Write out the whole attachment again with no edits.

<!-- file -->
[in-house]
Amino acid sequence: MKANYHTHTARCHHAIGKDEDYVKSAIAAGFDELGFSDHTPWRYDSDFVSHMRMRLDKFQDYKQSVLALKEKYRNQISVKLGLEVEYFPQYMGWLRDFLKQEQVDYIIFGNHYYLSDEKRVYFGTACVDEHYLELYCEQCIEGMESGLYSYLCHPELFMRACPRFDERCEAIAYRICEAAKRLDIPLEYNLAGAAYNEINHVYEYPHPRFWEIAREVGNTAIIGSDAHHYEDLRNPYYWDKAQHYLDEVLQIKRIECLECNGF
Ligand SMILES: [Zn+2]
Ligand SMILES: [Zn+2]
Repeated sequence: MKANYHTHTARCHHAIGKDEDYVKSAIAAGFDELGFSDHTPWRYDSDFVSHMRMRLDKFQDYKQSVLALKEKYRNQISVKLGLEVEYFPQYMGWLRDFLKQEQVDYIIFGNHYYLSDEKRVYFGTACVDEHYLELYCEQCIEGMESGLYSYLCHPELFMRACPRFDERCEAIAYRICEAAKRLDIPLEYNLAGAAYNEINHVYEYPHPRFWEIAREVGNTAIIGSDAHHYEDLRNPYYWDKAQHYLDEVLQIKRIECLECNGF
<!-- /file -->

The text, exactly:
[in-house]
Amino acid sequence: MKANYHTHTARCHHAIGKDEDYVKSAIAAGFDELGFSDHTPWRYDSDFVSHMRMRLDKFQDYKQSVLALKEKYRNQISVKLGLEVEYFPQYMGWLRDFLKQEQVDYIIFGNHYYLSDEKRVYFGTACVDEHYLELYCEQCIEGMESGLYSYLCHPELFMRACPRFDERCEAIAYRICEAAKRLDIPLEYNLAGAAYNEINHVYEYPHPRFWEIAREVGNTAIIGSDAHHYEDLRNPYYWDKAQHYLDEVLQIKRIECLECNGF
Ligand SMILES: [Zn+2]
Ligand SMILES: [Zn+2]
Repeated sequence: MKANYHTHTARCHHAIGKDEDYVKSAIAAGFDELGFSDHTPWRYDSDFVSHMRMRLDKFQDYKQSVLALKEKYRNQISVKLGLEVEYFPQYMGWLRDFLKQEQVDYIIFGNHYYLSDEKRVYFGTACVDEHYLELYCEQCIEGMESGLYSYLCHPELFMRACPRFDERCEAIAYRICEAAKRLDIPLEYNLAGAAYNEINHVYEYPHPRFWEIAREVGNTAIIGSDAHHYEDLRNPYYWDKAQHYLDEVLQIKRIECLECNGF